2-year-old girl battling cancer needs extremely rare blood

Mughal 2 is in need of a rare blood type to support her treatment for neuroblastoma

Worldwide Donor Hunt to Help Girl with Rare Blood Type

Must be blood type "O" or "A".

Zainab Mughal, from South Florida, was diagnosed with neuroblastoma - a cancer in the nerve cells - and needs life-saving blood transfusions as she undergoes chemotherapy.

Donors must be exclusively Pakistani, Indian, or Iranian descent, which means the donor's birth parents must both be 100 percent Pakistani, Indian or Iranian and the blood type must be "O" or "A". But her family believes the tumor in her stomach had been growing for at least 10 months before that, her father, Raheel Mughal, said in a video published by OneBlood, the organization aiding the family's search for Zainab's blood supply.

Neuroblastoma most often occurs in infants and young children, and accounts for about 6 percent of all cancers in children.

A worldwide search is under way to find specific donors with a rare blood type who could help save a two-year-old girl with an aggressive cancer.

To be a donor, a person must have blood type A or O and they must be missing the same antigen - otherwise Zainab's body will reject the blood.

Even within that population, only 4% of people have the unusual genetic variation, according to OneBlood, the Florida-based charity that is leading the search.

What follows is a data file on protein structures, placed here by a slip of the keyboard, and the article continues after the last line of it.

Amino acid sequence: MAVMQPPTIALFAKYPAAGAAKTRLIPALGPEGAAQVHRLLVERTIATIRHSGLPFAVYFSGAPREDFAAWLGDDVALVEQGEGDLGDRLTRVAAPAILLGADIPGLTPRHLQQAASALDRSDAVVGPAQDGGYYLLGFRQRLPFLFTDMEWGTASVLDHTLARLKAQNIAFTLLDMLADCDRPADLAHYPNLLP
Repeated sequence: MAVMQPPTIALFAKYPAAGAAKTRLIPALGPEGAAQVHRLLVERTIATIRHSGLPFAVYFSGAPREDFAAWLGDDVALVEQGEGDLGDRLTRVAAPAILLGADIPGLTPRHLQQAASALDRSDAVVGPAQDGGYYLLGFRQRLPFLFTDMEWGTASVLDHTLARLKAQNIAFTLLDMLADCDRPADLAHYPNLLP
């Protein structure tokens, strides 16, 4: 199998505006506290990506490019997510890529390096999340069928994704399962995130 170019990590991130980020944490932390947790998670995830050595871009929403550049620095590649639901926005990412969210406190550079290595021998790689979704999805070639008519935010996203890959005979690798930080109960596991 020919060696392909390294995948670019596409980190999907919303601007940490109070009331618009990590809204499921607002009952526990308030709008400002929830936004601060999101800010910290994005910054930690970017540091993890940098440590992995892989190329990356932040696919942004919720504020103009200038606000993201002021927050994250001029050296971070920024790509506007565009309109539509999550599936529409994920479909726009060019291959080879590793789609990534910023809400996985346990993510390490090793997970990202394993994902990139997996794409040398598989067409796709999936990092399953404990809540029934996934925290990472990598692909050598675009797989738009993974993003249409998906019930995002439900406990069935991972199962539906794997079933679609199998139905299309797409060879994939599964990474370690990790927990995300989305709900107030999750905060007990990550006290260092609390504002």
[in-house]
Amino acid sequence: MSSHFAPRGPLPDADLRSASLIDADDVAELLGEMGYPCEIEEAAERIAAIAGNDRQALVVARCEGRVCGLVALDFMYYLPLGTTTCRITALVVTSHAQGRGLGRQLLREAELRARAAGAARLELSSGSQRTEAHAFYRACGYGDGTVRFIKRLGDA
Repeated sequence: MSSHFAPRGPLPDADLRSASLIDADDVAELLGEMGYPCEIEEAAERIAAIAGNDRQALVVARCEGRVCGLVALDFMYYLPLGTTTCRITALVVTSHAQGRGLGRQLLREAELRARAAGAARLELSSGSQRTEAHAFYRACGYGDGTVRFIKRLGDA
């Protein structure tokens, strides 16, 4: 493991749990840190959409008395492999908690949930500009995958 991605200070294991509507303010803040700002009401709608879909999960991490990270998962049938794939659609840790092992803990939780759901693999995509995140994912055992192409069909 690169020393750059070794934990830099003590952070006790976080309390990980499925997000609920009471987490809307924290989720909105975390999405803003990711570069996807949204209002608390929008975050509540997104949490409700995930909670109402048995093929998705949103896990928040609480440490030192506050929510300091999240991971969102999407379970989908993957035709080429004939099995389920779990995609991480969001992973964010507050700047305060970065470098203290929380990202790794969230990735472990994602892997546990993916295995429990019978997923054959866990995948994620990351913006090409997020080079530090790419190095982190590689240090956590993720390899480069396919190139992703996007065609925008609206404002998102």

Mughal 2 is missing a common Indian-B antigen meaning she’ll need a rare donor who is also missing that antigen
Mughal 2 is missing a common Indian-B antigen meaning she’ll need a rare donor who is also missing that antigen

Zainab's blood is missing a common antigen that most people carry on their red blood cells.

The organization said statistics show the only people who are likely to be a match for her are people of Pakistani, Indian or Iranian descent.

Around 800 children in the United States are diagnosed each year with the disease and most are diagnosed when they are younger than five.

Donors must reach out to OneBlood in advance to ensure the additional compatibility testing is performed.

But of those, only three donors have her rare blood type - including one in London. Visit www.oneblood.org/zainab for donation information. The girl needs to be completely supported by blood donations so she can survive the treatment that is needed to kill cancer. "My daughter's life very much depends on the blood".

OneBlood is now working in tandem with other blood centres and American Rare Donor Program to find a flawless blood match for Zainab.

Blood samples of potential donors will be tested by OneBlood for compatibility.

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